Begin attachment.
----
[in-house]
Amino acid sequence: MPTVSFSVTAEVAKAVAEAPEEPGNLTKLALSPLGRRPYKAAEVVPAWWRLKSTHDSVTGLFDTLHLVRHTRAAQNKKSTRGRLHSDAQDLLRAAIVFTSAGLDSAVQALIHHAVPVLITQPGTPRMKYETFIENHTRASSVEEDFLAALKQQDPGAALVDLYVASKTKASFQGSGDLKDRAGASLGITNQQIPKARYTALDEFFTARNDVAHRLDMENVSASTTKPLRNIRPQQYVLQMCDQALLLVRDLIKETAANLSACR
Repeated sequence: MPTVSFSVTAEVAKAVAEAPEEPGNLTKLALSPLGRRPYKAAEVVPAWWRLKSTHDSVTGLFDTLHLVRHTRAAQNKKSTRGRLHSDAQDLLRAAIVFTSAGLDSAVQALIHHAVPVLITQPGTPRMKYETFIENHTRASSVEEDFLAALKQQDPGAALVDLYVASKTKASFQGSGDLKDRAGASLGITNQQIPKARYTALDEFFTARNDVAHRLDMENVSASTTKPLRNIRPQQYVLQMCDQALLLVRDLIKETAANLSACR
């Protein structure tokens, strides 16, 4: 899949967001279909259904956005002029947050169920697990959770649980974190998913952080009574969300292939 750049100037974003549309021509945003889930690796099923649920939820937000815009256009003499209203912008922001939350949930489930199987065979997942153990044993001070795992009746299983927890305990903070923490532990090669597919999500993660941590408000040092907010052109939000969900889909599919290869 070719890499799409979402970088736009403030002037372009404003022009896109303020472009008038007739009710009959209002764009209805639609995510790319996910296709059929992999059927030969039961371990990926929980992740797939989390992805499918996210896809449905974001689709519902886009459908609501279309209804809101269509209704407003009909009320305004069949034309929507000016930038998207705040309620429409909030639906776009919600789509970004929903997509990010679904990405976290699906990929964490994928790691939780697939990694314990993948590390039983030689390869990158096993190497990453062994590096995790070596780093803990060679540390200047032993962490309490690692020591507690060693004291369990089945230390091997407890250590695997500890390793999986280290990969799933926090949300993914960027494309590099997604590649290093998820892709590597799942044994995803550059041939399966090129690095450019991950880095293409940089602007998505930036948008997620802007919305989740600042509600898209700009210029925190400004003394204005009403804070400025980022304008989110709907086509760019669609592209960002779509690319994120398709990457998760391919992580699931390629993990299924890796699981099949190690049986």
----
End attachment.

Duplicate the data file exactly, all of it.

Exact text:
[in-house]
Amino acid sequence: MPTVSFSVTAEVAKAVAEAPEEPGNLTKLALSPLGRRPYKAAEVVPAWWRLKSTHDSVTGLFDTLHLVRHTRAAQNKKSTRGRLHSDAQDLLRAAIVFTSAGLDSAVQALIHHAVPVLITQPGTPRMKYETFIENHTRASSVEEDFLAALKQQDPGAALVDLYVASKTKASFQGSGDLKDRAGASLGITNQQIPKARYTALDEFFTARNDVAHRLDMENVSASTTKPLRNIRPQQYVLQMCDQALLLVRDLIKETAANLSACR
Repeated sequence: MPTVSFSVTAEVAKAVAEAPEEPGNLTKLALSPLGRRPYKAAEVVPAWWRLKSTHDSVTGLFDTLHLVRHTRAAQNKKSTRGRLHSDAQDLLRAAIVFTSAGLDSAVQALIHHAVPVLITQPGTPRMKYETFIENHTRASSVEEDFLAALKQQDPGAALVDLYVASKTKASFQGSGDLKDRAGASLGITNQQIPKARYTALDEFFTARNDVAHRLDMENVSASTTKPLRNIRPQQYVLQMCDQALLLVRDLIKETAANLSACR
């Protein structure tokens, strides 16, 4: 899949967001279909259904956005002029947050169920697990959770649980974190998913952080009574969300292939 750049100037974003549309021509945003889930690796099923649920939820937000815009256009003499209203912008922001939350949930489930199987065979997942153990044993001070795992009746299983927890305990903070923490532990090669597919999500993660941590408000040092907010052109939000969900889909599919290869 070719890499799409979402970088736009403030002037372009404003022009896109303020472009008038007739009710009959209002764009209805639609995510790319996910296709059929992999059927030969039961371990990926929980992740797939989390992805499918996210896809449905974001689709519902886009459908609501279309209804809101269509209704407003009909009320305004069949034309929507000016930038998207705040309620429409909030639906776009919600789509970004929903997509990010679904990405976290699906990929964490994928790691939780697939990694314990993948590390039983030689390869990158096993190497990453062994590096995790070596780093803990060679540390200047032993962490309490690692020591507690060693004291369990089945230390091997407890250590695997500890390793999986280290990969799933926090949300993914960027494309590099997604590649290093998820892709590597799942044994995803550059041939399966090129690095450019991950880095293409940089602007998505930036948008997620802007919305989740600042509600898209700009210029925190400004003394204005009403804070400025980022304008989110709907086509760019669609592209960002779509690319994120398709990457998760391919992580699931390629993990299924890796699981099949190690049986």